Velocity, ARCTRUST Plot $250M Opportunity Zone Project in Prince George’s County
Velocity and ARCTRUST are developing Hampton Park, a $250 million mixed-used development within an opportunity zone in Capitol Heights, Md., according to the development team.
When finished, the project will be located along the 214/Central Avenue corridor in Prince George’s County, and will include a hotel, a retail district offering 100,000 square feet of retail and restaurants, and a residential district with upscale amenities and interior courts.
The Hampton Park project is leveraging opportunity zone incentives, with the project aiming to revitalize the legacy communities located along the 214 Central Avenue corridor, on approximately 25 acres formerly known as Hampton Mall.
Hampton Park will be divided into two main parcels with subdivisions. The North Parcel is currently occupied with retail buildings leased to Dunkin, iHop, Goodyear, Checkers and Enterprise Rent a Car. ARCTRUST and Velocity are currently working to relocate these tenants so that it can be developed in the near future as a second phase once the South Parcel is in development.
The developers closed on the project this summer after securing $133 million in capital sources to complete the acquisition and start the construction.
Brandon Bellamy, Velocity’s chairman and CEO, told Commercial Observer that the project will break ground on Sept. 27 and construction of the first phase will begin.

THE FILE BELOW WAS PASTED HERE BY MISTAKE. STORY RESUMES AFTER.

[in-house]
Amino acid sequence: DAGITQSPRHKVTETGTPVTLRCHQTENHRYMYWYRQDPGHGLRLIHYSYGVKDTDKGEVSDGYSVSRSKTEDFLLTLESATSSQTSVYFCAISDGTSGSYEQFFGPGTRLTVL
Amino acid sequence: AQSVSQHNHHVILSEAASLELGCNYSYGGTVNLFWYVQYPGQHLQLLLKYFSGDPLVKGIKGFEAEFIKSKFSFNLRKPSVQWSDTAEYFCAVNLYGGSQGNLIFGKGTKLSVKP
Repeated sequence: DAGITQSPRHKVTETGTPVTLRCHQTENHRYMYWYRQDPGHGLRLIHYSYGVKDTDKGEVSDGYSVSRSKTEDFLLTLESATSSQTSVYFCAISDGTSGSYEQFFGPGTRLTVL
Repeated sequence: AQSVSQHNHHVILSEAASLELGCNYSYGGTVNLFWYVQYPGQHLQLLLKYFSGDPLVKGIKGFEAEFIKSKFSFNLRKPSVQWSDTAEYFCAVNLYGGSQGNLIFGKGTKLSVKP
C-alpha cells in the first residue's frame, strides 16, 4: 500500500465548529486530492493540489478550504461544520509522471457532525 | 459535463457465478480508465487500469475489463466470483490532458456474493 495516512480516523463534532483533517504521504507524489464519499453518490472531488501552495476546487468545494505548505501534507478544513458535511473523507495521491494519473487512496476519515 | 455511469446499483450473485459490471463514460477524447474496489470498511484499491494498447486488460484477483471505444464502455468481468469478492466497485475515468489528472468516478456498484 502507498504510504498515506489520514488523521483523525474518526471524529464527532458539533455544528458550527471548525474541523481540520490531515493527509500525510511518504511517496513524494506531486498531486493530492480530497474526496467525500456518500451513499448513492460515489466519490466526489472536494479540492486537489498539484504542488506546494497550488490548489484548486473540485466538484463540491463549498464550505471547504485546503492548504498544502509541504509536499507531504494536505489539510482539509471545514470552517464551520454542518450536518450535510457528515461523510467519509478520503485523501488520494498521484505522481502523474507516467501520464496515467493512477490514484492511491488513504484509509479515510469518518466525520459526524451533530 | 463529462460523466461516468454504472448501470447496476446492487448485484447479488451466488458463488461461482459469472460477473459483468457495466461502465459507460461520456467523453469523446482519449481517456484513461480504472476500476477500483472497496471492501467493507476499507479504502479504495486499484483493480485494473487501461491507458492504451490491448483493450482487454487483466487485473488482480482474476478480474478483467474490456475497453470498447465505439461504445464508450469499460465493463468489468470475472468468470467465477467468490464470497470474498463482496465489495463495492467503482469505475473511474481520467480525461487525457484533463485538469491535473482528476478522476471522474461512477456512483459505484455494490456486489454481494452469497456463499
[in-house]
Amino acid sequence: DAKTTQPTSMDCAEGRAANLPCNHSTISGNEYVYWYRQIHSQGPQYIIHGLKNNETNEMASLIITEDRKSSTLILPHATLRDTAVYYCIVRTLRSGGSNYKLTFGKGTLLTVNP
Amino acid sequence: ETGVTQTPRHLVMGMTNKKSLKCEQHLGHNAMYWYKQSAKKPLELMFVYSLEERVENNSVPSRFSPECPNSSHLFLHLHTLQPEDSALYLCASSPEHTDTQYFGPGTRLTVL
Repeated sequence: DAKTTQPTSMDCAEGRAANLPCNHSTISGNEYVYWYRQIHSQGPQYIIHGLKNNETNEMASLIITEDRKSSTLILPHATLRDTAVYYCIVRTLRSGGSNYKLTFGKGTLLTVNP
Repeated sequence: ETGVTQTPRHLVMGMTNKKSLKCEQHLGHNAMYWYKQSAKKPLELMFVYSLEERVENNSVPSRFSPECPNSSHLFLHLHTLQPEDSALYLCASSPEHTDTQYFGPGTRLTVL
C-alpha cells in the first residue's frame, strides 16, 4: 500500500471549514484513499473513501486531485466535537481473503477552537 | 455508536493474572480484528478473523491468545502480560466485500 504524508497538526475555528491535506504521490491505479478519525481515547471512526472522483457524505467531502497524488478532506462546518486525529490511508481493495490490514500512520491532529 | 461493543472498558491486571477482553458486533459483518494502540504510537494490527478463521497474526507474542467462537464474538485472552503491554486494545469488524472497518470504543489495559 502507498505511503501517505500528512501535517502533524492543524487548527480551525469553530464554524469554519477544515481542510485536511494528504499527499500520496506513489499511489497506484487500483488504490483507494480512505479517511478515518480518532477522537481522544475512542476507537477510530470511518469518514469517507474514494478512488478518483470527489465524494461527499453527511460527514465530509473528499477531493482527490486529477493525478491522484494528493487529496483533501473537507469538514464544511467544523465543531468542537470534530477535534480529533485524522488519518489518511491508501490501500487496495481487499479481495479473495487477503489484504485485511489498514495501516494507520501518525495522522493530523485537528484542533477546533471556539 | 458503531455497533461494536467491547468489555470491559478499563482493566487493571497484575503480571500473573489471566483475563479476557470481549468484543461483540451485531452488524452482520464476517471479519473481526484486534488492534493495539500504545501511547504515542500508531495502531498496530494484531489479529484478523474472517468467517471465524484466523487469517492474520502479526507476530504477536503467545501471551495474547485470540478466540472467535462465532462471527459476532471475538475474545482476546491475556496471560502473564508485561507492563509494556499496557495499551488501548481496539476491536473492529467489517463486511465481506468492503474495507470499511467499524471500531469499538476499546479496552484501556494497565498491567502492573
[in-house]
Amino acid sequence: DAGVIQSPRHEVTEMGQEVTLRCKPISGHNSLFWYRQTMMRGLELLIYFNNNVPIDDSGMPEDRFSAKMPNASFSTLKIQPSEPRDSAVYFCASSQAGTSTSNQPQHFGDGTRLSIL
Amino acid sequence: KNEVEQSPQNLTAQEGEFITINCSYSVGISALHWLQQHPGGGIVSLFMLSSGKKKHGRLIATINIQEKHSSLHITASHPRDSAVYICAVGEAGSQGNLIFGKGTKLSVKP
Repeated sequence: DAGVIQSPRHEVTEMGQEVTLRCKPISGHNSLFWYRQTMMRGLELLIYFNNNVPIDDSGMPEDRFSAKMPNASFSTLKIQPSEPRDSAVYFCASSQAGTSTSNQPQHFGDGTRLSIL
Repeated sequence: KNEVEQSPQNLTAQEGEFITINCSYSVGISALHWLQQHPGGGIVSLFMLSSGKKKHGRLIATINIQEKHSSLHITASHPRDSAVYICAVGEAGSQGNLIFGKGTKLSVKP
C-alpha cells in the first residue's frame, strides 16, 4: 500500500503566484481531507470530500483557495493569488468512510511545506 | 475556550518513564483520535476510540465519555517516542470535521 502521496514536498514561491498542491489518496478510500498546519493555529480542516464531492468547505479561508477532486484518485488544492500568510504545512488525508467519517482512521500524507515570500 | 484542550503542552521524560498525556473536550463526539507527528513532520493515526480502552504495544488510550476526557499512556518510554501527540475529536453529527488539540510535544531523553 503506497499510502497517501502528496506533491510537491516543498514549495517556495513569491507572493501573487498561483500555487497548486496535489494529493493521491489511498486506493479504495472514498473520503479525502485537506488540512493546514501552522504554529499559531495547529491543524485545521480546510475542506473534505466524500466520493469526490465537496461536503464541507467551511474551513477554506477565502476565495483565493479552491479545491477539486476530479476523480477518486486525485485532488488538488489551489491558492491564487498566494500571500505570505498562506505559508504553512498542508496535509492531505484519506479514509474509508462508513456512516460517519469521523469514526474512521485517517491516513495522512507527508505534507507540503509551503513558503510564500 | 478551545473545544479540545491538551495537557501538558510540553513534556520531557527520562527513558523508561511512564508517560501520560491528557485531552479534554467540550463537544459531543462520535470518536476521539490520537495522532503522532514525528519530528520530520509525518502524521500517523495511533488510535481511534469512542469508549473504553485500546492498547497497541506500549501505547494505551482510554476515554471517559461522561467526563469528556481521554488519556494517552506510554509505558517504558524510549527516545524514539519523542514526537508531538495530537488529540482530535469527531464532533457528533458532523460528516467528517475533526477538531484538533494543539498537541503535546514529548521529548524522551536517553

“That will consist of a 115,000-square-foot county office building, which will house their health and human services, 200 units of market-rate apartments, a 100-key hotel and 80,000 square feet of retail,” Bellamy said.
Ivy City Smokehouse will also be opening a 5,000-square-foot restaurant, its entry into Maryland.
“This is a live-work-play project with lots of great pedestrian activities, lots of great lawn space and lots of great outside activity,” Bellamy said.
The development is located near the Capital Beltway and Central Avenue in Maryland.
According to Bellamy, this project works as an opportunity zone because it was a solid real estate deal in a great location, with two metro stations just a mile apart. Plus, it’s perpendicular to I-95, and in the middle of an affluent area in central Prince George’s County.
“Sometimes projects that are on the ‘other side of the Beltway’ have difficulty getting off the launching pad,” he said. “It has all the bones to be a good real estate project, but you need a little more capital to move the deal.”
For example, this project needed structured parking to support the live-work-play concept and that infrastructure wouldn’t have happened if the opportunity zone wasn’t available.
“An opportunity zone can make a good deal better, but it can’t make a bad deal good,” Bellamy said. “When you have a blend of all of this together, it can really do something transformative.”